The Great VM's from the 70's | retail fix

Not as shocking as Mr. Currie’s use of a nun in a fashion display window – Candy Pratts at Bloomingdales was designing windows in a similar “Situation” style. Here a classic black and white theme is showing a mundane kitchen with mannequins dressed in all white lingerie. Is it a slumber party? Are they all drunk after a night on the town? It’s left up to the passerby – again – to figure out this “Situation”.

As fun as the situation window displays were – after the initial shock and excitement faded away there was a new style of window display that became fashionable later in the 70’s – “Minimalism” – my name for it now – though at the time there wasn’t any clear title for the design direction – other than a more graphic style utilizing repetition of simple props in a spare light filled setting.

One of the earliest proponents of this style was Colin Birch at Bonwit Teller in New York. He striped bare the display windows on 5th Avenue of any separations between windows as well as any interior architectural elements such as moldings and awnings. All that was left were these big empty display windows that he made to look even larger with wall panels covered in matte white vinyl.

Into this spare setting Mr. Birch placed mannequins off center and what little props that were used were done in a repetition style of placement – all meant to bring attention to the merchandise.

I took great inspiration from Mr. Birch’s display windows as I began my display design career. I was still in the “Pretty” mode of display windows early in my career – but I quickly moved to this new style of an “Empty White Box when I started to see the thrilling results of such a style.

I was thrilled to begin working at the Bonwit Teller store in Chicago in late 1977. I had already begun working in a Minimalist style earlier in the year at my previous store – but it was extra special that I was working for the same company where my inspiration had begun.

Not only was I excited about this design direction for display windows – I started to experiment in alternative props. At the beginning of my tenure at Bonwit’s there was a definite shortage of props to fill the 30′ wide main fashion window! But I started to snoop around in all of the storage areas in the store and came across two bolts of this exquisite raw, nubby silk shantung in a natural color . It had a wonderful draping quality to it. At the same time I had inherited mannequins made exclusively for Bonwit Teller – most of them “Pose Specific” with arm positions that needed a prop.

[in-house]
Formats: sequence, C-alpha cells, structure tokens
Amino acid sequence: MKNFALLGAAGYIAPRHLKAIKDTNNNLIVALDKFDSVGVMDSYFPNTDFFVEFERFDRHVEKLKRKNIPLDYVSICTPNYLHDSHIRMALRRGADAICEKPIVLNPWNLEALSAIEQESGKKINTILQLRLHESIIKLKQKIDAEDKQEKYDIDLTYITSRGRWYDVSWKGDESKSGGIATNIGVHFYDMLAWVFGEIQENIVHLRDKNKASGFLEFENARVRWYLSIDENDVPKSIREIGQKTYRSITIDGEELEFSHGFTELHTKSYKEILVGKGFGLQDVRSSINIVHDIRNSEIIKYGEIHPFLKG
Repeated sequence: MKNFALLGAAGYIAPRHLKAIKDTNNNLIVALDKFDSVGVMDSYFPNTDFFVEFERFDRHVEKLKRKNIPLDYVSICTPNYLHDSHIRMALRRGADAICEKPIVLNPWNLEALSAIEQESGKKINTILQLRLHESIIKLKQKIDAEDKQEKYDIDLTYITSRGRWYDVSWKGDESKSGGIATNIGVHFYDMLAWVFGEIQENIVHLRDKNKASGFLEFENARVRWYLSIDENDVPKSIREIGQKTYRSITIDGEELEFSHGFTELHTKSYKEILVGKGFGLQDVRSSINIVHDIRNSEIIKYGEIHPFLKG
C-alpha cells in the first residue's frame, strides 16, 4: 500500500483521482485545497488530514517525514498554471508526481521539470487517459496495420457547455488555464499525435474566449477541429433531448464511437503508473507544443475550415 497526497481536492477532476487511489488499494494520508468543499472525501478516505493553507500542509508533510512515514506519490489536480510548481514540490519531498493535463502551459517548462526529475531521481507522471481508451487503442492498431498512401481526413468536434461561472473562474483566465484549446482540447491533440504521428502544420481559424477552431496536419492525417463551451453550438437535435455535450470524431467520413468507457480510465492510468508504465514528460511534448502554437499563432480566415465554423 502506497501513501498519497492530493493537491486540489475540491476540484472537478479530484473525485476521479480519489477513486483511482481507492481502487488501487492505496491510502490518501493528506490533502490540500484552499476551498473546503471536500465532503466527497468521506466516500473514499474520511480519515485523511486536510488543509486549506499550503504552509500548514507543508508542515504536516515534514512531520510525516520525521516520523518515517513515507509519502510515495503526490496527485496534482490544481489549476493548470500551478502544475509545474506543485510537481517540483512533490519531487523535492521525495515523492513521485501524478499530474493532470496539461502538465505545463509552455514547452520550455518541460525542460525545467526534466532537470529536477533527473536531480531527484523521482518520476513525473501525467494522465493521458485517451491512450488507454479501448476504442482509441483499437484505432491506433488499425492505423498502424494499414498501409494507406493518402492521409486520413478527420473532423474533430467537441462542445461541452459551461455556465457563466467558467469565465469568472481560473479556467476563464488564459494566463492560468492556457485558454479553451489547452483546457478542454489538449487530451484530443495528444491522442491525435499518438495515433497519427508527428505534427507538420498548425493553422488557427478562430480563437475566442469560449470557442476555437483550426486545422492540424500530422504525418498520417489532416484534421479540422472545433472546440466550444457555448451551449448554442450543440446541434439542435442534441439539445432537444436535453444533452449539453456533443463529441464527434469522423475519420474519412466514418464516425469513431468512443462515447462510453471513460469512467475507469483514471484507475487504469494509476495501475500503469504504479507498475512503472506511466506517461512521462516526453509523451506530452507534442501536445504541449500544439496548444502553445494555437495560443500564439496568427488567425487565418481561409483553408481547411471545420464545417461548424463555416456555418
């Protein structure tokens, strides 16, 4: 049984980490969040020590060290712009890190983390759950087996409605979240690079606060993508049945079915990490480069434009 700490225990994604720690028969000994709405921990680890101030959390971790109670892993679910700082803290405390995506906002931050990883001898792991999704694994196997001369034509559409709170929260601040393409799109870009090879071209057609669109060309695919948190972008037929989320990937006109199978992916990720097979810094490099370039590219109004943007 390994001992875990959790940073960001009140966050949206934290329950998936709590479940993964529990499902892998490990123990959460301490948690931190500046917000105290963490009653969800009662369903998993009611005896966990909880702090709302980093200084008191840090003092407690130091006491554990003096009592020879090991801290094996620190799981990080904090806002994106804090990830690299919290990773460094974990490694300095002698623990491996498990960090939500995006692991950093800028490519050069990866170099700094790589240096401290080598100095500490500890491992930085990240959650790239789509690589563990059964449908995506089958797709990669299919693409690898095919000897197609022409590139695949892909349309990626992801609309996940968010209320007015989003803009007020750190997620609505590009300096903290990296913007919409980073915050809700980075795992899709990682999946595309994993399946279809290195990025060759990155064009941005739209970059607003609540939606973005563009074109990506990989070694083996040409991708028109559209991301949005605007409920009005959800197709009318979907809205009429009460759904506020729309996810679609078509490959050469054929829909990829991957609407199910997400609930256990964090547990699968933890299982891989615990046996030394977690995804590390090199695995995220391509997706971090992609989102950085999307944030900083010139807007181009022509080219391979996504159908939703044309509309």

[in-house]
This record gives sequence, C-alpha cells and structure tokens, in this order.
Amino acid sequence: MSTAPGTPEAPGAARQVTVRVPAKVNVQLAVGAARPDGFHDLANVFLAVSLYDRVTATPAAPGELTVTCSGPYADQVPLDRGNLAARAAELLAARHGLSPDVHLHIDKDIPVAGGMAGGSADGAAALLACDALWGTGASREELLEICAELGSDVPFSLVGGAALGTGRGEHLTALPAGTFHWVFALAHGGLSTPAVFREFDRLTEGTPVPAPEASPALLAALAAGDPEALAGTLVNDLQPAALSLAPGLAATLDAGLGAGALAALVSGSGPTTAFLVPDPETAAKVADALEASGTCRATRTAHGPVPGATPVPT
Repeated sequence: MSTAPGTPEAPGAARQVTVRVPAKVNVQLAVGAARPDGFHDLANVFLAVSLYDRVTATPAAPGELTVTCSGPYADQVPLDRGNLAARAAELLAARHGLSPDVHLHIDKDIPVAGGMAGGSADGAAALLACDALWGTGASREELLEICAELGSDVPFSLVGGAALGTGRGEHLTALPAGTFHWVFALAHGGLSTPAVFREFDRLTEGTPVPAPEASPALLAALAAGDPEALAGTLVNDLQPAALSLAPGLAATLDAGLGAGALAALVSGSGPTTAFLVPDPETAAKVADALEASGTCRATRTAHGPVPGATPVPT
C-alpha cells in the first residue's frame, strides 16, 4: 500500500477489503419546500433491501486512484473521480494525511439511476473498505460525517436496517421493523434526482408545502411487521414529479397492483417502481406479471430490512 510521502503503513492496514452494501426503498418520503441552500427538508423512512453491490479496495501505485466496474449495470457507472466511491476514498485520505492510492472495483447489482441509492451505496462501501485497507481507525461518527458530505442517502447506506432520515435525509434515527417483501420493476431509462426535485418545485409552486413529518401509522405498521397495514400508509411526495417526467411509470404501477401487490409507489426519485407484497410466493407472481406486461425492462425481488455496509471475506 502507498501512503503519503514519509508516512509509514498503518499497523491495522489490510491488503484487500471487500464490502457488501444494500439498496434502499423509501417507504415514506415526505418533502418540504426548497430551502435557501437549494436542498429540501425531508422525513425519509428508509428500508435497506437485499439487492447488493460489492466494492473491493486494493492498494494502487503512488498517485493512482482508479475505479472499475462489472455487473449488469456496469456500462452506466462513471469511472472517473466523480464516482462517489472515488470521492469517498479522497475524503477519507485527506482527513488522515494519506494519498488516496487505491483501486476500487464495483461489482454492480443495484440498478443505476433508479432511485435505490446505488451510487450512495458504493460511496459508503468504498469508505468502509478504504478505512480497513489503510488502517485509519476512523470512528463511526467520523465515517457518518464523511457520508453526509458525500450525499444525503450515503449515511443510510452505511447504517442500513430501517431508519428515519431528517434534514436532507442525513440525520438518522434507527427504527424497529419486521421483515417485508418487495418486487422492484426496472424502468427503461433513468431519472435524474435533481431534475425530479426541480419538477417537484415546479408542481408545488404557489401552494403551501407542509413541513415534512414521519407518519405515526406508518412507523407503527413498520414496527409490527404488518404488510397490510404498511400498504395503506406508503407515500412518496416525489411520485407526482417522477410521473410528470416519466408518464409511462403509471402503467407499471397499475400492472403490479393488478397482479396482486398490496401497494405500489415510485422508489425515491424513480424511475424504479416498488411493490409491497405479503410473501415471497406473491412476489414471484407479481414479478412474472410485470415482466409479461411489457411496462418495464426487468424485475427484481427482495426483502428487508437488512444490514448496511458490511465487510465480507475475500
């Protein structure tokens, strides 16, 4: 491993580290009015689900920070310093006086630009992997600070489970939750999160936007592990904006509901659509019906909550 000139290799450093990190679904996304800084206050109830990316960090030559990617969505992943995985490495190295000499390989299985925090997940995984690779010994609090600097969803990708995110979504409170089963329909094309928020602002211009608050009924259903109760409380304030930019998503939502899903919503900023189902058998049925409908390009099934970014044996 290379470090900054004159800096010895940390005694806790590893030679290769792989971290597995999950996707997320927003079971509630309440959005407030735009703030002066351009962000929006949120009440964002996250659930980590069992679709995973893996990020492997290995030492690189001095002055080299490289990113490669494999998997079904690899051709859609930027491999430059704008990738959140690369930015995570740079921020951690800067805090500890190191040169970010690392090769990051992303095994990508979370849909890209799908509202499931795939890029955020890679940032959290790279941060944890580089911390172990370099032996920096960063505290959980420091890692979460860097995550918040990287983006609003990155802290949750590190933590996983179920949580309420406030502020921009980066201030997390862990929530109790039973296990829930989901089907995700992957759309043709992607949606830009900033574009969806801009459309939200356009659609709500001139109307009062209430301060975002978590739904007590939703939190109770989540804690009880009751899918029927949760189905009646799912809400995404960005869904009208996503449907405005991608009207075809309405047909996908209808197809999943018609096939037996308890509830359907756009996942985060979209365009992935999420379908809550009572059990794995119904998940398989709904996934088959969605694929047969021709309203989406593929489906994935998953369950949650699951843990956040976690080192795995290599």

The finished result – with the natural fabrications of the sportswear outfits from Bonwit’s signature “Safari Room” – was an instant hit. I was thrilled to have my Minimal design – intended to better show off the garments and not so much the props – be at once accepted with eagerness by the store personnel.

In my opinion Minimalism was the last great design movement in Display Window Design. As the 1980’s appeared – this design trend disappeared and more and more props started to enter into the mix again – or even worse – no discernable design at all.

More and more local stores went out of business in the 90’s and the national chain stores took over and just sent out signs and headless or “Egghead” mannequins with directives where to put everything. A passionless and soulless approach that continues to this day. At the other end of that spectrum are the super expensive designer stores with retail outlets all over the world that go over the top in their design and expense of props. There’s not much left in the middle.

Today there are just a few stores left – mainly in big cities – that really design window displays to engage the customer. And to those – I applaud you!

*All images – except the last two – originate from the internet. No copyright infringement is intended. Last two images courtesy of

It’s OK To Work Outside Of Your Usual Style – From The Archives!

It’s easy to get locked in to a visual merchandising style that you’re good at and know very well. In my case many years ago it was “Minimalism”. This was a super clean style that focused on the product with very little in the way of props. And what props there were would more than likely be styled in a “Repetition” manner. This style also relied on excellent lighting – a good selection of floods, narrow floods, spots and pin spots. At the time that Minimalism started to gain popularity – it received a mixed reception. Some did not like it and was thought to be bland and lazy. Others liked it because of it’s focus on product – especially fashion.

A typical display window of the era utilizing minimalism and repetition as a design strategy.

But sometimes it was fun to break out of that mold and try something different. In my case after several years of mainly using this design discipline at two consecutive retail women’s fashion stores – I wanted to mix things up and see if people were paying attention.

I decided to do a two part display window in the main fashion window utilizing – not only the store’s vast supply of antiques that were used as store decor – but the, new at that time, styrofoam props. The theme of the display window was “A Party”.